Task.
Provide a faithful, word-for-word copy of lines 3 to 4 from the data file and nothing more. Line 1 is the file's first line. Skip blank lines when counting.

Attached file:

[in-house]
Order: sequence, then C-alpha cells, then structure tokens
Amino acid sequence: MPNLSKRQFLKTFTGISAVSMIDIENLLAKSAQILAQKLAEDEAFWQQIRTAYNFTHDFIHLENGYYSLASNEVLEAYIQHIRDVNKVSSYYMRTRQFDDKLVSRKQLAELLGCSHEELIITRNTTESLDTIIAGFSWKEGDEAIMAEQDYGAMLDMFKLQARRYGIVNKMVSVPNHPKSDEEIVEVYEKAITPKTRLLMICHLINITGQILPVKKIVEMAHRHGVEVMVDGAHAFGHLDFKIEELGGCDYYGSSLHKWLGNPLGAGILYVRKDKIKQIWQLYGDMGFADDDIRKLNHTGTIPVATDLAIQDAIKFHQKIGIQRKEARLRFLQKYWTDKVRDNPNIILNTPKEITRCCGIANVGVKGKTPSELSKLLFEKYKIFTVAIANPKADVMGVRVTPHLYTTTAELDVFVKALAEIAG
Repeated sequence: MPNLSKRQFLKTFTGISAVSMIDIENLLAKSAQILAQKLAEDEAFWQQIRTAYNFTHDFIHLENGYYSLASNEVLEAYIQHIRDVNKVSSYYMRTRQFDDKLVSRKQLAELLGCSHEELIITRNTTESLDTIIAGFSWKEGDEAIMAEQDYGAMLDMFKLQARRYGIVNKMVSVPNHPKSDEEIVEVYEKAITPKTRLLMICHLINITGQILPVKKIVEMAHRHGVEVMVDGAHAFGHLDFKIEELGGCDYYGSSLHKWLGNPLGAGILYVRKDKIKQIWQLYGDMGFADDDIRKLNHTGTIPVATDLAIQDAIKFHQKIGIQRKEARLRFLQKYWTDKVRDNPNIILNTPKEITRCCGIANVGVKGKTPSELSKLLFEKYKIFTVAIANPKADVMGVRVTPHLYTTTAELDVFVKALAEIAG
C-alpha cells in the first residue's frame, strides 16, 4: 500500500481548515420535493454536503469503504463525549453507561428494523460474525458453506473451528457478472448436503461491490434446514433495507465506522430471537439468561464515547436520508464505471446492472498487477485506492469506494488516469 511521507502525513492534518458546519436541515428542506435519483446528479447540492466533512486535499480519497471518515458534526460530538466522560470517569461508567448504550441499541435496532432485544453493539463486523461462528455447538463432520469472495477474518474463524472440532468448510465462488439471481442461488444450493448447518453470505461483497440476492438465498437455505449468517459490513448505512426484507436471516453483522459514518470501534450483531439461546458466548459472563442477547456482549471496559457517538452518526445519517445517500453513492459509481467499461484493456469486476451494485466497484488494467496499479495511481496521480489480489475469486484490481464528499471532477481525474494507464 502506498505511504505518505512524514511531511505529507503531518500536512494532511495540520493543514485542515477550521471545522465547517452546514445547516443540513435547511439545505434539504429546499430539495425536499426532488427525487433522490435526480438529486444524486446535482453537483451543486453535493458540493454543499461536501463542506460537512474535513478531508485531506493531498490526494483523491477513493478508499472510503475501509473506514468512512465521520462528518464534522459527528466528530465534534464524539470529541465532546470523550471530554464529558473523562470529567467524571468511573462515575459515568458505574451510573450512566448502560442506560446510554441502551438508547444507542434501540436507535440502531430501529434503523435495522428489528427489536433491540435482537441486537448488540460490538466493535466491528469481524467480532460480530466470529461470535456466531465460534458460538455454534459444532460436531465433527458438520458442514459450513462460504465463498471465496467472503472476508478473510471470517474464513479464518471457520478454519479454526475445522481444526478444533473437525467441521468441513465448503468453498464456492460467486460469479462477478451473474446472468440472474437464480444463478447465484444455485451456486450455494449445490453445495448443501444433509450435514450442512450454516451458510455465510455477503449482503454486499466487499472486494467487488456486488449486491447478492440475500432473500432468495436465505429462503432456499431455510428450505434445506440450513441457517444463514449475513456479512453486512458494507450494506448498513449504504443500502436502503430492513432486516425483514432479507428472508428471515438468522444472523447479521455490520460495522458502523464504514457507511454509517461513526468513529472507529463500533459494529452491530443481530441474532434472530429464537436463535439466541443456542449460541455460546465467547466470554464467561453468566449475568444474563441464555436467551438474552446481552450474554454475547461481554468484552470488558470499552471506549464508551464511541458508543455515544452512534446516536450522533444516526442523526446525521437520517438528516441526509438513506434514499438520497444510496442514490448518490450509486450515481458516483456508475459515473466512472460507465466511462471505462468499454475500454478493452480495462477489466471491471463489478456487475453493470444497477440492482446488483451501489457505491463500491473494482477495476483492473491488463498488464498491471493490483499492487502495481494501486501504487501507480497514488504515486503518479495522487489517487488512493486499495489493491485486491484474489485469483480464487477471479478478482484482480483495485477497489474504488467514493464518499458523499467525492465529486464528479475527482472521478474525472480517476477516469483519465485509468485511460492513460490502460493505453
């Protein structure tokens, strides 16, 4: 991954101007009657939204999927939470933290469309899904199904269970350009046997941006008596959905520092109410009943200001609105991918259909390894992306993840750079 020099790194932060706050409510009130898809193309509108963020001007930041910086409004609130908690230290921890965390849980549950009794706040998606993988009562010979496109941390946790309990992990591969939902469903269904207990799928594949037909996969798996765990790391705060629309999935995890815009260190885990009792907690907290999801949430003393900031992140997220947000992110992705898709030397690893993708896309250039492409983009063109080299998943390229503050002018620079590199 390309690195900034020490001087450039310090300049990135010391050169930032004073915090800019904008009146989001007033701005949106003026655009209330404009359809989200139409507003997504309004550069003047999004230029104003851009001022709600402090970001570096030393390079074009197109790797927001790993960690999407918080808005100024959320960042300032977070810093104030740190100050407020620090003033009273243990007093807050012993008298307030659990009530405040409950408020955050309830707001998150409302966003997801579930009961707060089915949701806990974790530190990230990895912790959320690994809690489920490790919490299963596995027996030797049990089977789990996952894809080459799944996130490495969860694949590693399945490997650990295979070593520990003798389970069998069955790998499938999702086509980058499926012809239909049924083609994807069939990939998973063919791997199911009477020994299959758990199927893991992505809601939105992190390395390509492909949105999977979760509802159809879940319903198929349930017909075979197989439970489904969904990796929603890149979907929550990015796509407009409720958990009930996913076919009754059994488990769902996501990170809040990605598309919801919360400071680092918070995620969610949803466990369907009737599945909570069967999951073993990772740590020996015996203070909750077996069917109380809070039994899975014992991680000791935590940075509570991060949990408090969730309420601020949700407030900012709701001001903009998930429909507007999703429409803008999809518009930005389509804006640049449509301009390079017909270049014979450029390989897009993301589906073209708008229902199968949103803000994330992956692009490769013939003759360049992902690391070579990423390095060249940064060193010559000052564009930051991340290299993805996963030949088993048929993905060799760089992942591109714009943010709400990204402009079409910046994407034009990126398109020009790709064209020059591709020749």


Amino acid sequence: MPNLSKRQFLKTFTGISAVSMIDIENLLAKSAQILAQKLAEDEAFWQQIRTAYNFTHDFIHLENGYYSLASNEVLEAYIQHIRDVNKVSSYYMRTRQFDDKLVSRKQLAELLGCSHEELIITRNTTESLDTIIAGFSWKEGDEAIMAEQDYGAMLDMFKLQARRYGIVNKMVSVPNHPKSDEEIVEVYEKAITPKTRLLMICHLINITGQILPVKKIVEMAHRHGVEVMVDGAHAFGHLDFKIEELGGCDYYGSSLHKWLGNPLGAGILYVRKDKIKQIWQLYGDMGFADDDIRKLNHTGTIPVATDLAIQDAIKFHQKIGIQRKEARLRFLQKYWTDKVRDNPNIILNTPKEITRCCGIANVGVKGKTPSELSKLLFEKYKIFTVAIANPKADVMGVRVTPHLYTTTAELDVFVKALAEIAG
Repeated sequence: MPNLSKRQFLKTFTGISAVSMIDIENLLAKSAQILAQKLAEDEAFWQQIRTAYNFTHDFIHLENGYYSLASNEVLEAYIQHIRDVNKVSSYYMRTRQFDDKLVSRKQLAELLGCSHEELIITRNTTESLDTIIAGFSWKEGDEAIMAEQDYGAMLDMFKLQARRYGIVNKMVSVPNHPKSDEEIVEVYEKAITPKTRLLMICHLINITGQILPVKKIVEMAHRHGVEVMVDGAHAFGHLDFKIEELGGCDYYGSSLHKWLGNPLGAGILYVRKDKIKQIWQLYGDMGFADDDIRKLNHTGTIPVATDLAIQDAIKFHQKIGIQRKEARLRFLQKYWTDKVRDNPNIILNTPKEITRCCGIANVGVKGKTPSELSKLLFEKYKIFTVAIANPKADVMGVRVTPHLYTTTAELDVFVKALAEIAG